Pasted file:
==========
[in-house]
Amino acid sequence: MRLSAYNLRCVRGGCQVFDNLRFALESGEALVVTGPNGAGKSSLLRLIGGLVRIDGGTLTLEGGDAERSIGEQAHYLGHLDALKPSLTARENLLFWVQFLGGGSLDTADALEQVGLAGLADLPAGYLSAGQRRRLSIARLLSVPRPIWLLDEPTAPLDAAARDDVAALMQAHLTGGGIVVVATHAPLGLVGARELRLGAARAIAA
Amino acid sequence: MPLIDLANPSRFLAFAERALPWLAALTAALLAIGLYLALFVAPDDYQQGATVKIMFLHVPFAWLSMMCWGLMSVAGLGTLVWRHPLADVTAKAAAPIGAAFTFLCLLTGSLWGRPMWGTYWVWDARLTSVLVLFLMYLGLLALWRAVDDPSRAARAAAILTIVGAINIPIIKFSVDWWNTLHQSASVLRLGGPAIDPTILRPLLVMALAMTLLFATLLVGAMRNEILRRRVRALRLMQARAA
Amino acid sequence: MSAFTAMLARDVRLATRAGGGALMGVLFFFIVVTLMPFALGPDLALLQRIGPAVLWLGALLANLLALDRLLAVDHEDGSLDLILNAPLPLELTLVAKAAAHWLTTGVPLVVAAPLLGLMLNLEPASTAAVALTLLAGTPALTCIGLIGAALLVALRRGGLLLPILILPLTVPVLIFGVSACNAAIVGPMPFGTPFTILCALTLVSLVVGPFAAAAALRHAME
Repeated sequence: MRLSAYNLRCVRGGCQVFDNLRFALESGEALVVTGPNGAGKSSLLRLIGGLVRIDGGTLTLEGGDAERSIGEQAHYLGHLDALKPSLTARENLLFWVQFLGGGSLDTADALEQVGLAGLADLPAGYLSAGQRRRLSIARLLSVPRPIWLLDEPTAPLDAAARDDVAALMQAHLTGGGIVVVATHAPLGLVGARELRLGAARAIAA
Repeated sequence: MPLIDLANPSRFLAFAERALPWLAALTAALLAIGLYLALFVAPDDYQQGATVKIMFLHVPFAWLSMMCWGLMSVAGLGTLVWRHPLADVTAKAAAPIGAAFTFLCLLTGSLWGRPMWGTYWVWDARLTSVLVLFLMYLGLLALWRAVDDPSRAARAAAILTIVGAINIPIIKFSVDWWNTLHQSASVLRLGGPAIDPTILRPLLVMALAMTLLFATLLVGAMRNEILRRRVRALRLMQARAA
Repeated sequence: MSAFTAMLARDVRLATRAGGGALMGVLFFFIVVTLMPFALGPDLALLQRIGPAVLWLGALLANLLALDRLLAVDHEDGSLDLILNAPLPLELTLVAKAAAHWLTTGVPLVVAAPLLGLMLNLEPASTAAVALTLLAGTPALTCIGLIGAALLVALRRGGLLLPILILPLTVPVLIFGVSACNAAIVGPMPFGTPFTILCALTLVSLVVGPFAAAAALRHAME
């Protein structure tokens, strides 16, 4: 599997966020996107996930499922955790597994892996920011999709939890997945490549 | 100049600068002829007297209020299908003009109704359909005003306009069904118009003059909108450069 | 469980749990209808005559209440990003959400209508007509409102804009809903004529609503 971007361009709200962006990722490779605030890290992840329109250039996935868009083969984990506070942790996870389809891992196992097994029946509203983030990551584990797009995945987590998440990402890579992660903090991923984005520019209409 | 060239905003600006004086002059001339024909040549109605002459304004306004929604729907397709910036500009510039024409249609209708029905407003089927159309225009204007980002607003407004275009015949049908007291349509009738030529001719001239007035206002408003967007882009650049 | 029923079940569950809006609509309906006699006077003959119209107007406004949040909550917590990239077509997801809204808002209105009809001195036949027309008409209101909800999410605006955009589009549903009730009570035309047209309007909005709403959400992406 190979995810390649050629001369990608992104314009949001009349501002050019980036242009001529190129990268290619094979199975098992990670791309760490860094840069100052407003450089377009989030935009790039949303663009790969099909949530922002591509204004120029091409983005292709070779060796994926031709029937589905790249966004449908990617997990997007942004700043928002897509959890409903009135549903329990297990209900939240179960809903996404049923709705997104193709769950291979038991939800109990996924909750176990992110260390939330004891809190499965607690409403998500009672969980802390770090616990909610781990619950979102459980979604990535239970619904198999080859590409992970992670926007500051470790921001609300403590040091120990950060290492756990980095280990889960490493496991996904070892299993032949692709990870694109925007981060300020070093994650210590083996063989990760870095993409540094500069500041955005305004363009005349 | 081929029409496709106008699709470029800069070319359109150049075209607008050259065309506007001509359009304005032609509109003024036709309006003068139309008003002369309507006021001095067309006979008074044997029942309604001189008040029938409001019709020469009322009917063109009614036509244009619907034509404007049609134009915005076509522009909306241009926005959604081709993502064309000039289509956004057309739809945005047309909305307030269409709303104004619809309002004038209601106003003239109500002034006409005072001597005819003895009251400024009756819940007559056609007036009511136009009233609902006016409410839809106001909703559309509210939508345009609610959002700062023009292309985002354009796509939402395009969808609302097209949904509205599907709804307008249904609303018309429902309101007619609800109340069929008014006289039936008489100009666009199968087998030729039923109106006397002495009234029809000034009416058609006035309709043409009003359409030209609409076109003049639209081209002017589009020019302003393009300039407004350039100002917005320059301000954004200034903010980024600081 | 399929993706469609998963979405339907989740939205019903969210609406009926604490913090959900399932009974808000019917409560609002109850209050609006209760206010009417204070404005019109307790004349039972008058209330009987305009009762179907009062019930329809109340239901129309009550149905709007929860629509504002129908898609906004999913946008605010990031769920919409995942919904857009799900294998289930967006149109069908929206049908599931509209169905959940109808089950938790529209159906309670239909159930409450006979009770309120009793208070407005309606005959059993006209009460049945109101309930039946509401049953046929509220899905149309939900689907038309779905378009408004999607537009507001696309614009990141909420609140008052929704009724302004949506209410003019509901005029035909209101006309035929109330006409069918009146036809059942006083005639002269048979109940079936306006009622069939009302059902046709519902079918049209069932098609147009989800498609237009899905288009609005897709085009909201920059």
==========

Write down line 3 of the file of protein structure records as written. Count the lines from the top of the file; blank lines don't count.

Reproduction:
Amino acid sequence: MPLIDLANPSRFLAFAERALPWLAALTAALLAIGLYLALFVAPDDYQQGATVKIMFLHVPFAWLSMMCWGLMSVAGLGTLVWRHPLADVTAKAAAPIGAAFTFLCLLTGSLWGRPMWGTYWVWDARLTSVLVLFLMYLGLLALWRAVDDPSRAARAAAILTIVGAINIPIIKFSVDWWNTLHQSASVLRLGGPAIDPTILRPLLVMALAMTLLFATLLVGAMRNEILRRRVRALRLMQARAA